Move the market
Some 30 years ago, I was one of the first vendors at the Hilo Farmers Market. I sold plant starts out of the back of my truck, and when it rained, I used an umbrella.
People came early and shopped with a flashlight. Now, the market has grown considerably, and it is a great destination for residents and visitors alike.
I was dismayed to hear the county will no longer be allowing the large canopy of tarps because of a fire hazard.
WHAT? Who comes up with this stuff — and why only now, and why right before the Merrie Monarch Festival?
With all the rain in Hilo, those tarps are essential to keep not only the vendors and their products dry, but their customers, as well.
Somebody on Facebook has the best idea. Since the county building is closed Saturdays, why not have the market move there? It’s covered, has parking and insurance and the rental fees could go to pay for the staffing and cleanup.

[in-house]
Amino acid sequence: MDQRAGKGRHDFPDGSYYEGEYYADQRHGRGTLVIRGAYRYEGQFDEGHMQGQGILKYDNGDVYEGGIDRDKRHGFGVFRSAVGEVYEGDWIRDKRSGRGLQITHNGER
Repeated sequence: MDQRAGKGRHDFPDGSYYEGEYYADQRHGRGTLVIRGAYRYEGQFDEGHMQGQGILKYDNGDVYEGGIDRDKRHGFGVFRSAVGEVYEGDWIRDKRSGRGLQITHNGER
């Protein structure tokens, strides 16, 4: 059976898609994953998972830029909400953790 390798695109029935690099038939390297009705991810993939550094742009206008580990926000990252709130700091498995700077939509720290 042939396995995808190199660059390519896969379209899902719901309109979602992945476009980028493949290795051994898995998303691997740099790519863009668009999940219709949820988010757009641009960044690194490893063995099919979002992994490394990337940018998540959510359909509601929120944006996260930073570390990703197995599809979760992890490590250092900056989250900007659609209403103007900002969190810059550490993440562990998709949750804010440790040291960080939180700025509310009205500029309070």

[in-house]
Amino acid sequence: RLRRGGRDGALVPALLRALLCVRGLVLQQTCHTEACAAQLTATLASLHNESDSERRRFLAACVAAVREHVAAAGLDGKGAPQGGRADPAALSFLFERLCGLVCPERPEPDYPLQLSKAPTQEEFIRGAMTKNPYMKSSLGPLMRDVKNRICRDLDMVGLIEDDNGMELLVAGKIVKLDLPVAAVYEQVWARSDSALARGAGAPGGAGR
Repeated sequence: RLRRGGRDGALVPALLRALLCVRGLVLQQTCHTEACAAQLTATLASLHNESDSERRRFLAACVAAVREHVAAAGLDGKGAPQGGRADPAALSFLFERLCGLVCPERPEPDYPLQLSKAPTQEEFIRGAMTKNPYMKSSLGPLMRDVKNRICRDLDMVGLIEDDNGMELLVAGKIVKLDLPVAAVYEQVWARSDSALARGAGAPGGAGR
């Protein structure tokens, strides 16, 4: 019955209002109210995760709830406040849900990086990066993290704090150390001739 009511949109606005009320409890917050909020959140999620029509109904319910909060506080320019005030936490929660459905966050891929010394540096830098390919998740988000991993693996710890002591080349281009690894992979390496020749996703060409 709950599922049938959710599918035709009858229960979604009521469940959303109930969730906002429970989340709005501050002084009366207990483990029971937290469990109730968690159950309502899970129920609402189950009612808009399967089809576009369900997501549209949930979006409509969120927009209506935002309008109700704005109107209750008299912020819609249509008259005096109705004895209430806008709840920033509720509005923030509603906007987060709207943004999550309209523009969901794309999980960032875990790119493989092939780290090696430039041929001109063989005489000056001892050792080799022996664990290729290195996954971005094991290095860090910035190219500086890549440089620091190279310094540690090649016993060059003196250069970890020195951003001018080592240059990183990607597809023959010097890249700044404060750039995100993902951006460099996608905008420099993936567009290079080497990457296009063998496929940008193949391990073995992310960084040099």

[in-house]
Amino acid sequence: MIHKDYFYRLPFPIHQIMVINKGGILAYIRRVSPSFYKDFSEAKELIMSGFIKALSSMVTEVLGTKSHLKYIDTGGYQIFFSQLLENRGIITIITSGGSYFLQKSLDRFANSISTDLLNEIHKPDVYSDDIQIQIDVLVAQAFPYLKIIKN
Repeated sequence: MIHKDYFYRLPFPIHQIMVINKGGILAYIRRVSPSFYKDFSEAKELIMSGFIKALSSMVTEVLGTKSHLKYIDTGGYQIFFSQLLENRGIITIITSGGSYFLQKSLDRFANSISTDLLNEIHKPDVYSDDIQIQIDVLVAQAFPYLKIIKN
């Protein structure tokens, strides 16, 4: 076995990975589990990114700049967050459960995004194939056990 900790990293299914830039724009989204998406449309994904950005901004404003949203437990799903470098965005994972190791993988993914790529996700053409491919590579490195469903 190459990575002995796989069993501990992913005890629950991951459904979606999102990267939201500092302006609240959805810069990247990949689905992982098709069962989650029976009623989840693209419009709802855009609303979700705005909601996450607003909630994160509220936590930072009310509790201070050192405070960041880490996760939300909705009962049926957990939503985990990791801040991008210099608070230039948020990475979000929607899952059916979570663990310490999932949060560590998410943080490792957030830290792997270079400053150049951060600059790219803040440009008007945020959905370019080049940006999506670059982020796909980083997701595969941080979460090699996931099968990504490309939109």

In 2015, county workers in Hawaii earned an average of $86,712 in wages and benefits, while their private sector compatriots, who pay for these wages and benefits, earned only $55,432 (U.S. Bureau of Economic Analysis).
Please keep in mind that these were 2015 numbers, before the recent astronomical increases in Hawaii County public sector wages and benefits.
The Tribune-Herald noted that these Hawaii County public sector costs now consume 66 percent of the county’s operating budget. When they reach the inevitable 100 percent (i.e., without further increases in taxes to compensate for the exponential growth in worker costs), we will have no tax funds left to actually pave the roads or maintain the parks; there will be just enough tax money to cover wages, salaries and benefits.
I wonder what that dystopian world might look like? What will the park maintenance employee do when there are no funds for rakes and mowers? What will the street maintenance employee do when there is no money for tarmac, no money for the equipment with which to lay it?
Perhaps county employees will simply sit in their dark offices (no funds left over to keep the lights on) and consume taxpayer money?
How did public service become such a voracious consumer of the county budget? And how can county taxpayers survive with this sort of load to carry?
There has got to be a tipping point here somewhere.